Asbestos removal: The hidden hazard

Asbestos removal
Processes like drilling, cutting, high pressure cleaning, demolishing or even natural deterioration and weathering disturb the fabric of asbestos containing material, releasing fibres into the air which can be inhaled.

In most countries worldwide, the use of asbestos in building projects has been outlawed. Prior to that, for over a century, asbestos had been one of the materials of choice in fire protection and thermal insulation applications. Since then, the construction industry found alternative products, which are ostensibly more effective, safer and greener.

Some may ask: What if the hazards of asbestos have been exaggerated to persuade the construction sector to switch to alternative products for purely commercial motives?

In response to this sceptical view, Gabriel Mizan, from the Occupational Hygiene Section of the National Institute for Occupational Health (NIOH), a body that provides a comprehensive range of asbestos-related services and advice throughout Southern Africa, says the health hazards of asbestos are real and should be taken seriously by society. Even though asbestos has been banned and no longer in use its risks persist, he warns: “Its legacy remains hidden in various shapes and forms will remain with us for many years to come, threatening lives at home and at work.”

Concealed

In actual fact, it is the hazards concealed in old buildings that should worry us the most. Asbestos, mixed with cement, can be found in roofs, gutters, pipes, boilers, ceiling tiles, insulation boards, sprayed coatings and many other products. What makes it even more complicated, observes Mizan observes, is that asbestos contains more than 3000 articles, some of which are still found in their original form in our home, work and environment.

Lung diseases

According to the World Health Organization, asbestos fibres inhaled into the lungs may cause a range of serious lung diseases, including asbestosis (scarring of the lung), lung cancer and mesothelioma (a malignant and fatal tumour that grows on the lining of the lung). The WHO estimates that worldwide there are more than 100 000 deaths linked to asbestos exposure per year and that close to 125 million workers are exposed to the deadly fibre.

Laboratory analysis

Nizan says asbestos cannot be easily recognized by the naked eye, and so, it is important to always safe assume the material contains asbestos. “It is not possible to identify asbestos with certainty by visual examination alone and laboratory analysis is often required. Asbestos in buildings is present in either loose, friable form (such as loose insulation material) or, more often, hidden within another material (such as asbestos cement products!”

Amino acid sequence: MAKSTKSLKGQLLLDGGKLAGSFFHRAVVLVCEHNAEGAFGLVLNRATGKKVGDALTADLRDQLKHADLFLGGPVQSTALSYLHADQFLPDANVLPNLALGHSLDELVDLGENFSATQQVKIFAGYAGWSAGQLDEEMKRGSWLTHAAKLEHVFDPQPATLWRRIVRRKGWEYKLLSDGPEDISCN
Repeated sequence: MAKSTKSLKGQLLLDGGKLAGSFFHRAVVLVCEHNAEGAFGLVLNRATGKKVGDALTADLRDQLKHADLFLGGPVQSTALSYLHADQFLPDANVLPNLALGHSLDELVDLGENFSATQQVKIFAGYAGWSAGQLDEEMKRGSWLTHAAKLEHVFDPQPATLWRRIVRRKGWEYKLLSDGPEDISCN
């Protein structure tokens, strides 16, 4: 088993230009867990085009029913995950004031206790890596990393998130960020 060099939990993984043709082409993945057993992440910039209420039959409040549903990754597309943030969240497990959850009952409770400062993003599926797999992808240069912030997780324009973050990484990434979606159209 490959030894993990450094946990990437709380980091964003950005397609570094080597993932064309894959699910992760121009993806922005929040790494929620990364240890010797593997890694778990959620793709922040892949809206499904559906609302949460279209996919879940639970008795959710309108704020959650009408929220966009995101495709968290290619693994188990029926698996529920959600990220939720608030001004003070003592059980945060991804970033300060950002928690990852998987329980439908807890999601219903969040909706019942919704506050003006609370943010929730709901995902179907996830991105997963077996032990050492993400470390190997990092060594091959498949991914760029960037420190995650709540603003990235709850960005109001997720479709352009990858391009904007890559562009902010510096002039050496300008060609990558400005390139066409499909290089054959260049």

In most cases, the harm from asbestos, which is contained within another material, and fibres are not released, is minimal. Processes like drilling, cutting, high pressure cleaning, demolishing or even natural deterioration and weathering disturb the fabric of asbestos containing material, releasing fibres into the air which can be inhaled. Highly exposed to asbestos material are people who work in the building and related professions, especially roofing contractors, heating and ventilation engineers, building and demolition contractors, electricians, plumbers, joiners, tradesmen, carpenters and painters.

What the law says

Recognizing the high health risk it poses, in most countries, there are regulations governing working on buildings or sites deemed to contain asbestos material in some form or the other. With regard to South Africa, similarly in other countries, the following apply, according to the NIOH:

  • The South African Department of Labour Asbestos Regulations (No.155 of 2002) prohibit an employer or a self-employed individual from carrying out work that will put any person at risk from asbestos exposure.
  • The Regulations also require that, where asbestos forms part of a building, plant or premises, steps are taken to ensure that the asbestos is identified and that potential exposure of any person to the fibres is prevented or adequately controlled.
  • No work is allowed to take place on asbestos or ACMs before a written work plan has been devised and the necessary precautionary measures have been taken.
  • Demolition or removal of asbestos and ACMs can only be carried out by an approved asbestos contractor.

On the whole, while legally bound to assess the asbestos risks in buildings, at the end of the day, the decisions on what action to take rests on project management team to decide. Doubtless, where human life is concerned there should not be cutting of corners in following due process.

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